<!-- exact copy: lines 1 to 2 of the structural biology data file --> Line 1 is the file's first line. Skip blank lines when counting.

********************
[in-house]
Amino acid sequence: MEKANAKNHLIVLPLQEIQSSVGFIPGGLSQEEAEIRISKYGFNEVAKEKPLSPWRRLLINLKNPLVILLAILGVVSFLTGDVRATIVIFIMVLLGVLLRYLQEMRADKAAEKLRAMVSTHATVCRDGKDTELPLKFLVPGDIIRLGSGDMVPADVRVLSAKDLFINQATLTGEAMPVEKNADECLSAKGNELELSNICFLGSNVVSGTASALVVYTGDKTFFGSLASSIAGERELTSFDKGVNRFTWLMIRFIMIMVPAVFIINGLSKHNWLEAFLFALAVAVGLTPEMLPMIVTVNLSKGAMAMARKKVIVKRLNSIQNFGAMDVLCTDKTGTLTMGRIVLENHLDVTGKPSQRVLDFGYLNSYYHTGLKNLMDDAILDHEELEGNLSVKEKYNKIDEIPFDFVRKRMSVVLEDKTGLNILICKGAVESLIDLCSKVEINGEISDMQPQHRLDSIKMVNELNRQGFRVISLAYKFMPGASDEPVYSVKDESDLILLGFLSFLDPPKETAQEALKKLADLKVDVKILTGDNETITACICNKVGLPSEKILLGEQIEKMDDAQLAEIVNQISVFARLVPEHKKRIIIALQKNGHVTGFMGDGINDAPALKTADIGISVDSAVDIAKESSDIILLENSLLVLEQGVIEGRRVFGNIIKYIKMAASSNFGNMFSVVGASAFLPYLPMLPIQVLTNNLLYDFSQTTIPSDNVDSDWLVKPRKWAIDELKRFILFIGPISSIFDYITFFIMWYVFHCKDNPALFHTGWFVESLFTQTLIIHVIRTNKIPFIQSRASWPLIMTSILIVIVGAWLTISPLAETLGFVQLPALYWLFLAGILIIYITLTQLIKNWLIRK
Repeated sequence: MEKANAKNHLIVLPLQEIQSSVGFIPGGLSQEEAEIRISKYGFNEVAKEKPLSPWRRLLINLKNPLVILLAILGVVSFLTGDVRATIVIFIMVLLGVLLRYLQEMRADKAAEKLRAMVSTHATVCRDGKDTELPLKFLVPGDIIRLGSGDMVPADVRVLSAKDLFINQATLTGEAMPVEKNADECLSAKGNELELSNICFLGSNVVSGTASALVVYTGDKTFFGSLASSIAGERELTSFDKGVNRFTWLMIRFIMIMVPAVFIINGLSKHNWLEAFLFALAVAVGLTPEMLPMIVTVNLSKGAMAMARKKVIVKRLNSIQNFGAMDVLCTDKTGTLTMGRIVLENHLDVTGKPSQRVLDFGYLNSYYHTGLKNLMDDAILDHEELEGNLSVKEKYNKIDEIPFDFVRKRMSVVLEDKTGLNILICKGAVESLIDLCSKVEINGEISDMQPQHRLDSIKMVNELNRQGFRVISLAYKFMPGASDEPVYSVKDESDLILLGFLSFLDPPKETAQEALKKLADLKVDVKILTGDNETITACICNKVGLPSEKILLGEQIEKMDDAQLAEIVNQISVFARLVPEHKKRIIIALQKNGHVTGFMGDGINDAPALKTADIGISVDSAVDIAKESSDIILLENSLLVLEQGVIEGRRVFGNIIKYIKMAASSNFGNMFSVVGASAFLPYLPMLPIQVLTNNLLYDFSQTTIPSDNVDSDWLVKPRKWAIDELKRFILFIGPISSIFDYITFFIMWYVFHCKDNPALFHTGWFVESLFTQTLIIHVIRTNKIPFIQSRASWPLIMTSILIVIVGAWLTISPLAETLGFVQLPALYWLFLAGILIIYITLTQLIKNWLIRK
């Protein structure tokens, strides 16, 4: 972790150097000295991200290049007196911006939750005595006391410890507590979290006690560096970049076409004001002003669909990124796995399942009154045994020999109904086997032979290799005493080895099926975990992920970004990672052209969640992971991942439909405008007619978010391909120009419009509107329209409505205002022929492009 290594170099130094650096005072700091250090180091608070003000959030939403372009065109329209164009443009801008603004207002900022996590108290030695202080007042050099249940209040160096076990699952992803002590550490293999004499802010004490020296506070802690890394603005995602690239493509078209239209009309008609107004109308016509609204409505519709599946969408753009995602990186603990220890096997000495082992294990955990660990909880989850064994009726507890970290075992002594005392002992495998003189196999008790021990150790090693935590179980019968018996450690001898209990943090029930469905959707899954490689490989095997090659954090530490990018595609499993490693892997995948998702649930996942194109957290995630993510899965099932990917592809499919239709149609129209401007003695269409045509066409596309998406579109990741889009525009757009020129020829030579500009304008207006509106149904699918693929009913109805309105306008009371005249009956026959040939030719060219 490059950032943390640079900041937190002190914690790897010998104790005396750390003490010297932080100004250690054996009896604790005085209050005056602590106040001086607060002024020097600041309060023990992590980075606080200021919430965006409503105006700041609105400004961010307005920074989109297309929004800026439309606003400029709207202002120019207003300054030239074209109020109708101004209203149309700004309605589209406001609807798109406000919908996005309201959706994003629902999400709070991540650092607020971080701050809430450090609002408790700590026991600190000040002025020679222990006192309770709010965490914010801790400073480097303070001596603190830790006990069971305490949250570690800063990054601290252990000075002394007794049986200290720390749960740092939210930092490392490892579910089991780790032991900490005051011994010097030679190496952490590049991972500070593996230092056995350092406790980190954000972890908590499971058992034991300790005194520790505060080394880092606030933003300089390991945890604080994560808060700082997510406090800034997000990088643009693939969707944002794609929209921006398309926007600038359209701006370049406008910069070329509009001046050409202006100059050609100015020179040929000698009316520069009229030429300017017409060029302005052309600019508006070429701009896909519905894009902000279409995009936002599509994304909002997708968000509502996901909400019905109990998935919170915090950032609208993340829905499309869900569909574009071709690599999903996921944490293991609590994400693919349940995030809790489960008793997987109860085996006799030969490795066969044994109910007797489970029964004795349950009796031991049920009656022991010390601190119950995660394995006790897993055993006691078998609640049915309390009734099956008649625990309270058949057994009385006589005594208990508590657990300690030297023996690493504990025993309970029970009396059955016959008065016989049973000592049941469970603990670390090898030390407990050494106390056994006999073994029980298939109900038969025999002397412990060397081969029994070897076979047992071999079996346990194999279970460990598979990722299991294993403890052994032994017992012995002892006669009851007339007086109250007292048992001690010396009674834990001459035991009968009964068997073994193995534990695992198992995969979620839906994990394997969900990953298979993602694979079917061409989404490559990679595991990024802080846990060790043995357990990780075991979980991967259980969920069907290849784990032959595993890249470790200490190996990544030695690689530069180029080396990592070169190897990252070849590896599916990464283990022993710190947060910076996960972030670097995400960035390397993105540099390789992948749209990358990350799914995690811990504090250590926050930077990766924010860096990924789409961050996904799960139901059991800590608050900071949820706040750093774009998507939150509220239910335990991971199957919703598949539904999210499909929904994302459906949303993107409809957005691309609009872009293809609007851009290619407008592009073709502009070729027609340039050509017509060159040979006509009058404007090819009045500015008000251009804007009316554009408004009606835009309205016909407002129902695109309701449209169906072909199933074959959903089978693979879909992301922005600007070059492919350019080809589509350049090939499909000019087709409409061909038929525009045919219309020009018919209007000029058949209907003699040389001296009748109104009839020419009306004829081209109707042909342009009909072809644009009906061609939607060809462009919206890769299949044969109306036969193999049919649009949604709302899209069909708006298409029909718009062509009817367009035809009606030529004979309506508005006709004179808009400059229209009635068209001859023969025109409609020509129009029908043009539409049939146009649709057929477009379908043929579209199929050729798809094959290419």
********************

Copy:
[in-house]
Amino acid sequence: MEKANAKNHLIVLPLQEIQSSVGFIPGGLSQEEAEIRISKYGFNEVAKEKPLSPWRRLLINLKNPLVILLAILGVVSFLTGDVRATIVIFIMVLLGVLLRYLQEMRADKAAEKLRAMVSTHATVCRDGKDTELPLKFLVPGDIIRLGSGDMVPADVRVLSAKDLFINQATLTGEAMPVEKNADECLSAKGNELELSNICFLGSNVVSGTASALVVYTGDKTFFGSLASSIAGERELTSFDKGVNRFTWLMIRFIMIMVPAVFIINGLSKHNWLEAFLFALAVAVGLTPEMLPMIVTVNLSKGAMAMARKKVIVKRLNSIQNFGAMDVLCTDKTGTLTMGRIVLENHLDVTGKPSQRVLDFGYLNSYYHTGLKNLMDDAILDHEELEGNLSVKEKYNKIDEIPFDFVRKRMSVVLEDKTGLNILICKGAVESLIDLCSKVEINGEISDMQPQHRLDSIKMVNELNRQGFRVISLAYKFMPGASDEPVYSVKDESDLILLGFLSFLDPPKETAQEALKKLADLKVDVKILTGDNETITACICNKVGLPSEKILLGEQIEKMDDAQLAEIVNQISVFARLVPEHKKRIIIALQKNGHVTGFMGDGINDAPALKTADIGISVDSAVDIAKESSDIILLENSLLVLEQGVIEGRRVFGNIIKYIKMAASSNFGNMFSVVGASAFLPYLPMLPIQVLTNNLLYDFSQTTIPSDNVDSDWLVKPRKWAIDELKRFILFIGPISSIFDYITFFIMWYVFHCKDNPALFHTGWFVESLFTQTLIIHVIRTNKIPFIQSRASWPLIMTSILIVIVGAWLTISPLAETLGFVQLPALYWLFLAGILIIYITLTQLIKNWLIRK